On March 19, New York City rolled out a new system for alerting residents about hit-and-run drivers in their area. The new system is modeled after Amber Alerts, but instead of offering information about a missing person, it will provide geographically targeted alerts about hit-and-run drivers and their vehicles. The new system is part of a broader push to reduce pedestrian accidents and traffic fatalities in the city.
According to The Wall Street Journal, the alert will only activate when the hit-and-run accident results in “serious injury or death.” The alert, which will be sent by the NYPD within 12 hours of a serious hit-and-run accident, will be distributed via social media, email, texts, as well as phone broadcasts on iPhones and Androids. Similar to Amber Alerts, the short message will include the make and model of the vehicle, as well as the license plate or any other relevant information.
The new system is part of Mayor de Blasio’s “Vision Zero” program which aims to eliminate pedestrian deaths in the five boroughs. While most hit-and-run accidents only cause property damage, a hit-and-run accident involving serious injuries or death is still relatively common. In New York City alone, there were 32 fatal hit-and-run accidents last year, a drop from 38 in 2016. According to the Wall Street Journal, arrests are made in less than half of hit-and-run accidents that cause serious injuries. Under New York law, a driver who knows or should know they have caused property damage or personal injury is obligated to stay at the scene of the accident and provide personal information. Therefore, in addition to potentially reducing pedestrian deaths, the new system will hopefully help police hold perpetrators of this crime accountable for their actions.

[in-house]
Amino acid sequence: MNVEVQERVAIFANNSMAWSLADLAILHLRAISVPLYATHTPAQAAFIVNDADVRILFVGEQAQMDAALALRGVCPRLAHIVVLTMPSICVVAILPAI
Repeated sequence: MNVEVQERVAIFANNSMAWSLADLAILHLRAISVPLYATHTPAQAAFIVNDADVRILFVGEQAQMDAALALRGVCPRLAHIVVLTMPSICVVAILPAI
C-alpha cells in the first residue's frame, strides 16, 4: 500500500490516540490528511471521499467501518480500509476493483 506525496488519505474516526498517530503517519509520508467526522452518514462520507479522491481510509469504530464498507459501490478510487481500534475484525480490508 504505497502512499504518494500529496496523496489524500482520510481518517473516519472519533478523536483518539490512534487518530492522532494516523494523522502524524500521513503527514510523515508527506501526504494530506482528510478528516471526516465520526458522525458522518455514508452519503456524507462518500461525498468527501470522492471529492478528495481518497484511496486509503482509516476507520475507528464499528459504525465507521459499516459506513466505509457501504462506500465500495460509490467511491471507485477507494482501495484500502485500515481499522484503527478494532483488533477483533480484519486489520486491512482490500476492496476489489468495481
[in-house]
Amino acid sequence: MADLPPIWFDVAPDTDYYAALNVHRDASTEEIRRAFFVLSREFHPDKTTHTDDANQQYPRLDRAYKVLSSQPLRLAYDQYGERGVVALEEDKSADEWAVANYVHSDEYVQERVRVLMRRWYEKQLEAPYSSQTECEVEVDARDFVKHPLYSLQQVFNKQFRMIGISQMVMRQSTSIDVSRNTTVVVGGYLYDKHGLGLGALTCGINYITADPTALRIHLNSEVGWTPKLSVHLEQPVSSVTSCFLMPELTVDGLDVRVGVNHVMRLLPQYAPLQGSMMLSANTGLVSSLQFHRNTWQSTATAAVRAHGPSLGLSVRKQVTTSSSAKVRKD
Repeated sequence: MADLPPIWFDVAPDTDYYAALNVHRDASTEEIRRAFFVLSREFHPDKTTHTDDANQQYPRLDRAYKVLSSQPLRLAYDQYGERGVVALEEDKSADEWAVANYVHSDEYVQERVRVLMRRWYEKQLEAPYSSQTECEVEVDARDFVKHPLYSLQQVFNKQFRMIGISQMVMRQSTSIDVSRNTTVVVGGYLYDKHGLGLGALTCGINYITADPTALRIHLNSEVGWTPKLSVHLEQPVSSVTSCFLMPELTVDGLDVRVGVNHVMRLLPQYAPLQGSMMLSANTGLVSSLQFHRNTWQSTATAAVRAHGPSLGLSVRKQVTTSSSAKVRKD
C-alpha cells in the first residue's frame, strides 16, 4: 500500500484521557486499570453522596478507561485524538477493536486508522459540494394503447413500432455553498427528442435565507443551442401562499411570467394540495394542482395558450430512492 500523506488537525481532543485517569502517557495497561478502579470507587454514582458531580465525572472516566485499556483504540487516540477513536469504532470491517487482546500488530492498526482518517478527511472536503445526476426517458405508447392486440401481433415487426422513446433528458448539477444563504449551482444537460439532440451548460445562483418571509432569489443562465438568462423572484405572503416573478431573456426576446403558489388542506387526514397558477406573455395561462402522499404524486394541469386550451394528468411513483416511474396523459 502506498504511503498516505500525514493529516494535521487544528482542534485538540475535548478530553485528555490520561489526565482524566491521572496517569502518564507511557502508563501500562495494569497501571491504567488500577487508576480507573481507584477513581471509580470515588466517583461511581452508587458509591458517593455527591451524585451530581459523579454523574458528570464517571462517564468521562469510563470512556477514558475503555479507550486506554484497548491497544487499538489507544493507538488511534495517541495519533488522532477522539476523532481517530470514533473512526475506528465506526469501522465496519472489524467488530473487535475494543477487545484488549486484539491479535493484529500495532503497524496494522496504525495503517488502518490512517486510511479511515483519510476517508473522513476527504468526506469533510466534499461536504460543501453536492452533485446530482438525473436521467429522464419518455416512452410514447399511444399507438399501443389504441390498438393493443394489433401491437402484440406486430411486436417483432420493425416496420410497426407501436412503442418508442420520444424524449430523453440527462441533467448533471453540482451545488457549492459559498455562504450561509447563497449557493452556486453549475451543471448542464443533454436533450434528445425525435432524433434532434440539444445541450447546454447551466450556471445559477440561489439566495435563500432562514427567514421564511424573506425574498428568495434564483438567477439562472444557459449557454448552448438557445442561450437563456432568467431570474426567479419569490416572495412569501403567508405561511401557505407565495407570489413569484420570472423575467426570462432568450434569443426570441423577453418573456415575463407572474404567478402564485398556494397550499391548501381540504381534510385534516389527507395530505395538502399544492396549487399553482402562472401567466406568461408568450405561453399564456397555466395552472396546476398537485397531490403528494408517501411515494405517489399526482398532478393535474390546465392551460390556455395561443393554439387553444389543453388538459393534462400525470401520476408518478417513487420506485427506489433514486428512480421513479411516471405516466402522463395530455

City officials state a typical hit-and-run accident occurs at night and on a street with relatively little traffic. Further, hit-and-run drivers are more likely to be impaired by drugs or alcohol or driving without a license. For impaired drivers, leaving the scene of the crime allows them to evade immediate drug or alcohol testing, a tragic trade-off that denies the injured and innocent victim of these accidents both justice and immediate medical attention.
Similar alert systems exist in California and Colorado, and while New York State considered a state-wide program last year, the bill is still in committee. Until the rest of the state catches up, New York City will, in the words of City Councilman Ydanis Rodriguez, “bring justice to the families of the victims” all on their own.
Contact the Personal Injury Attorneys at Gallivan & Gallivan if you have any questions.